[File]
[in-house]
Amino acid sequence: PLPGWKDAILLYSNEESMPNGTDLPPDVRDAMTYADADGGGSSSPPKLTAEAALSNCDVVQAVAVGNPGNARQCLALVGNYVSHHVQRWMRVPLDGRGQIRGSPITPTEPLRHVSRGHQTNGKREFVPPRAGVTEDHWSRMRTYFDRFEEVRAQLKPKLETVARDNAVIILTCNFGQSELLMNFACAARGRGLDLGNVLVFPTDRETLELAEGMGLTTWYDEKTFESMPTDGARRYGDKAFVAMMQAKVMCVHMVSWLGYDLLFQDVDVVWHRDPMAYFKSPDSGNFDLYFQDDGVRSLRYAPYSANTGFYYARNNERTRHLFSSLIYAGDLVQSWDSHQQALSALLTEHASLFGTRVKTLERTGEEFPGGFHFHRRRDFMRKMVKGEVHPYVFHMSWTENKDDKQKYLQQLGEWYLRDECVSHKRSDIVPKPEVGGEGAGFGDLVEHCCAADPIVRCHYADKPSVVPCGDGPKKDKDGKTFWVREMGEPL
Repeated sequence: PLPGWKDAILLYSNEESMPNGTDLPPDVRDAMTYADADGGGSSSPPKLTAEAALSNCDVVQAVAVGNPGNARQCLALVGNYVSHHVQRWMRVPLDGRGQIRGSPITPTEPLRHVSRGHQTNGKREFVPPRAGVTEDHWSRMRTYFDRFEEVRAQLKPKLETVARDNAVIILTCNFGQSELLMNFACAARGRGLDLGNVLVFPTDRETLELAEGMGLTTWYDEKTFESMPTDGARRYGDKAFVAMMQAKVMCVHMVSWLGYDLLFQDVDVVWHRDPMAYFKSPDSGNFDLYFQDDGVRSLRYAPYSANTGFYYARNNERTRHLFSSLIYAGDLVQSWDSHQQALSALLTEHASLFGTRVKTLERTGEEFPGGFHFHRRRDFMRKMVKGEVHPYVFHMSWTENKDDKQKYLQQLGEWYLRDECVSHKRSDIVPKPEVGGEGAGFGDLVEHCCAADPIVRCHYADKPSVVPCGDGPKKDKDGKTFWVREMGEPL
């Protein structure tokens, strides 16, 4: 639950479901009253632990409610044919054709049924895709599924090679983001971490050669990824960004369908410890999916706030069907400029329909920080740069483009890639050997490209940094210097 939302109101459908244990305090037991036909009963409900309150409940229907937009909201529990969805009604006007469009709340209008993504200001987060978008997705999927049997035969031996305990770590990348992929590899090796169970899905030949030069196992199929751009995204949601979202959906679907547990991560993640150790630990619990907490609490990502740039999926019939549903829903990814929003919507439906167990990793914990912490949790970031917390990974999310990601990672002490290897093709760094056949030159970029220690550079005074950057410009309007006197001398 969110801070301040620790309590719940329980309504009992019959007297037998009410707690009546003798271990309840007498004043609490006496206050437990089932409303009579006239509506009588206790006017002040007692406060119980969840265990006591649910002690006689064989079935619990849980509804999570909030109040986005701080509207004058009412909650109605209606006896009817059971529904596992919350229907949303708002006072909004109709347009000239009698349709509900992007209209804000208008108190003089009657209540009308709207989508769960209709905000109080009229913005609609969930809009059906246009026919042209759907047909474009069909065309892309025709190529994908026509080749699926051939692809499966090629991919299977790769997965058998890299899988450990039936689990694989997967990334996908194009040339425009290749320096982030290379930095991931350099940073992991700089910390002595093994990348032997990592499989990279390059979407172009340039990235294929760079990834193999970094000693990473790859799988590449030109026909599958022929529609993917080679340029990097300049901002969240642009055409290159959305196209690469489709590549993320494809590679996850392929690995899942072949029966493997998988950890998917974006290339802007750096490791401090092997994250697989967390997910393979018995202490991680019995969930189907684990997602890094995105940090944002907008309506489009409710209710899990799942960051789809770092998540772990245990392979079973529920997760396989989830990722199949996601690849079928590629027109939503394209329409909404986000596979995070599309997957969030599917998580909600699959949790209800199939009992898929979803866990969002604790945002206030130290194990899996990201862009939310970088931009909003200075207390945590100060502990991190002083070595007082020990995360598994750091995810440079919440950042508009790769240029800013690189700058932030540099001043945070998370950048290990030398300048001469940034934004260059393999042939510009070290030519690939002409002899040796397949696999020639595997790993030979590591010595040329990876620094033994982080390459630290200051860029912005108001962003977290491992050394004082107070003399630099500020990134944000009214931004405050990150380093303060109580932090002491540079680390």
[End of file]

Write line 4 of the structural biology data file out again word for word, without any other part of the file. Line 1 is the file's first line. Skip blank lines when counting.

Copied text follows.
């Protein structure tokens, strides 16, 4: 639950479901009253632990409610044919054709049924895709599924090679983001971490050669990824960004369908410890999916706030069907400029329909920080740069483009890639050997490209940094210097 939302109101459908244990305090037991036909009963409900309150409940229907937009909201529990969805009604006007469009709340209008993504200001987060978008997705999927049997035969031996305990770590990348992929590899090796169970899905030949030069196992199929751009995204949601979202959906679907547990991560993640150790630990619990907490609490990502740039999926019939549903829903990814929003919507439906167990990793914990912490949790970031917390990974999310990601990672002490290897093709760094056949030159970029220690550079005074950057410009309007006197001398 969110801070301040620790309590719940329980309504009992019959007297037998009410707690009546003798271990309840007498004043609490006496206050437990089932409303009579006239509506009588206790006017002040007692406060119980969840265990006591649910002690006689064989079935619990849980509804999570909030109040986005701080509207004058009412909650109605209606006896009817059971529904596992919350229907949303708002006072909004109709347009000239009698349709509900992007209209804000208008108190003089009657209540009308709207989508769960209709905000109080009229913005609609969930809009059906246009026919042209759907047909474009069909065309892309025709190529994908026509080749699926051939692809499966090629991919299977790769997965058998890299899988450990039936689990694989997967990334996908194009040339425009290749320096982030290379930095991931350099940073992991700089910390002595093994990348032997990592499989990279390059979407172009340039990235294929760079990834193999970094000693990473790859799988590449030109026909599958022929529609993917080679340029990097300049901002969240642009055409290159959305196209690469489709590549993320494809590679996850392929690995899942072949029966493997998988950890998917974006290339802007750096490791401090092997994250697989967390997910393979018995202490991680019995969930189907684990997602890094995105940090944002907008309506489009409710209710899990799942960051789809770092998540772990245990392979079973529920997760396989989830990722199949996601690849079928590629027109939503394209329409909404986000596979995070599309997957969030599917998580909600699959949790209800199939009992898929979803866990969002604790945002206030130290194990899996990201862009939310970088931009909003200075207390945590100060502990991190002083070595007082020990995360598994750091995810440079919440950042508009790769240029800013690189700058932030540099001043945070998370950048290990030398300048001469940034934004260059393999042939510009070290030519690939002409002899040796397949696999020639595997790993030979590591010595040329990876620094033994982080390459630290200051860029912005108001962003977290491992050394004082107070003399630099500020990134944000009214931004405050990150380093303060109580932090002491540079680390």